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Part of our Customs, Trade & Indirect Tax Practice is dealing with matters arising out of Canada’s Anti-Money Laundering legislation (more formally, the Proceeds of Crime (Money Laundering) and Terrorist Financing Act).

A recent case from the Federal Court of Appeal (“FCA”), dealing with an Administrative Monetary Penalty (“AMP”) issued under this legislation, got us thinking about the secrecy shrouding the old English Star Chamber, and whether the current government’s predilection for hiding unfavourable information has been slowly filtering down through Canada’s vast government administration, and potentially to our judicial system – and the huge detrimental effects that might entail for our country.

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When it comes to a Direct Selling Company’s legal relationship with its Distributors, Canadian direct sellers are treated differently from those in the US, where IRS deeming rules operate to clarify that Distributors are independent contractors and not employees!

In Canada, there is no such special status, and the “common law” determines employee vs. independent contractor (“IC”) status, making this a perennial compliance issue.

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Posted by on in Tax Law

As a tax lawyer assisting clients in defending themselves against the all-powerful CRA (and its equally powerful ally, the Department of Justice – Canada’s largest and best-equipped law firm), I welcome any judicial decisions that help to right that power imbalance. 

Justice Patrick Boyle’s recent decision in Frigorific Warehouse is an exceptional attempt at addressing an inherent problem with Canada’s GST/HST system, which lacks proper mechanisms to deal with tax rogues who gain access to the CRA’s registration system to charge, collect and abscond with GST/HST funds from unsuspecting Canadian businesses. The CRA’s traditional position has been to attempt to recover the lost GST/HST from these unsuspecting businesses (by denying them input tax credits – “ITCs”). Justice Boyle’s decision seems to put that ability into serious question!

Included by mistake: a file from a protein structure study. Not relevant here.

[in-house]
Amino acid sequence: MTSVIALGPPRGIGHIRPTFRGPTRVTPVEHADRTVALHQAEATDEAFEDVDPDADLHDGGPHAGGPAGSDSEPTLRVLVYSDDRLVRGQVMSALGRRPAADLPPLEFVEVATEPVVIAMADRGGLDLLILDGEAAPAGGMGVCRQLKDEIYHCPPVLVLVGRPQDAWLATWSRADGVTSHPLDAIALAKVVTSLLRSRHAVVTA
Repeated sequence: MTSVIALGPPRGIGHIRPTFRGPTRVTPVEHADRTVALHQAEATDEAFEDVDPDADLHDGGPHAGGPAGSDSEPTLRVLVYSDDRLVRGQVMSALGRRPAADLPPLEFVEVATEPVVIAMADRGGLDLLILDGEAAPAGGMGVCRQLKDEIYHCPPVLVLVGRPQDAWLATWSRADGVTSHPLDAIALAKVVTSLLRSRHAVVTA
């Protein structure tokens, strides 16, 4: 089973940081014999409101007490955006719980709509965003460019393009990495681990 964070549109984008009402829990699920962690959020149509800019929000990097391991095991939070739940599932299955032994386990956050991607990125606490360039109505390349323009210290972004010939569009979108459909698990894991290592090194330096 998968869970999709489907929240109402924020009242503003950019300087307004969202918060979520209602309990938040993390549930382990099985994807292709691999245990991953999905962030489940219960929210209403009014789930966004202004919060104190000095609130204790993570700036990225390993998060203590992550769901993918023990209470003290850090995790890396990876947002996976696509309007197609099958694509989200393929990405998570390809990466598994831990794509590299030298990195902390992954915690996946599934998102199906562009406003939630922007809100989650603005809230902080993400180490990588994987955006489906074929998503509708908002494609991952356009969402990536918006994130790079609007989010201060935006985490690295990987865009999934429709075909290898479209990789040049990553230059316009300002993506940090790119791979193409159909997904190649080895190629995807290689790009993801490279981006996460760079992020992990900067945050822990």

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As we wrote here, Canada’s rules taxing Vaping Products were first enacted in 2018, with the Tobacco and Vaping Products Act (“TVPA”), continue to involve, with a number of provinces and territories now getting into the taxing game.  While the TVPA sets out a regulatory framework for manufacturers, importers, retailers and any other business involved in the vaping industry, the provincial rules center largely on ensuring their allocation of the taxes from this new found source of tax income!

The Canada Revenue Agency (“CRA”) has recently released some new Guidance on how all of these taxes are supposed to work together, but the policy goal of this (i.e., taxing something that in many eyes is meant to be an alternative to an incredibly-bad-for-your-health smoking habit) remains suspect.

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Businesses engaged exclusively in commercial activities get full input tax credits (“ITCs”) enabling them to recover all the GST/HST they pay in the course of their business activities.  Organizations engaged exclusively in “exempt” activities (financial services, healthcare, educational-related institutions) get no ITCs, meaning that GST/HST is a hard cost in their business. 

In between the two are businesses that carry on BOTH commercial and exempt activities, and in order to determine the ITCs these businesses are eligible to claim, a “fair and reasonable” allocation method has to be used.  A recent decision of the Tax Court of Canada (the “TCC”) in Marine Atlantic Inc. v. The King (2023 TCC 95) explores what that really means.

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With May 31st deadline quickly approaching for Canada’s first mandatory Annual Reports on Forced Labour, many in the Oil, Gas & Petrochem sector may have missed these requirements completely!

Making matters worse, Public Safety Canada’s recently released updated guidance (the “New Guidance”) on Canada’s Fighting Against Forced Labour and Child Labour in Supply Chains Act (the “FCLA”) leaves a number of “scope” questions unanswered.

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Most of Canada’s largest provinces have a version of something usually called an “Employer Health Tax” – or “EHT” for short – and that is imposed on provincial employers based on annual employee remuneration.

While EHTs are levied provincially, just how these provincial taxes are supposed to work intra-jurisdictionally is complicated.  Think of an employer, with multiple work locations and with “remote employees scattered across Canada reporting to those multiple work locations.  With all of those permutations and combinations, EHT liability can become a difficult question, fraught with potential double-tax issues.

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As announced in the Liberal-NDO Coalition Government’s 2024 Budget, and at a time when the government seems hard-pressed to increase taxation in Canada to deal with the massive spending over the last few years, the Canada Revenue Agency (“CRA”) has been given some brand new tax Audit powers – which to some respects are downright frightening.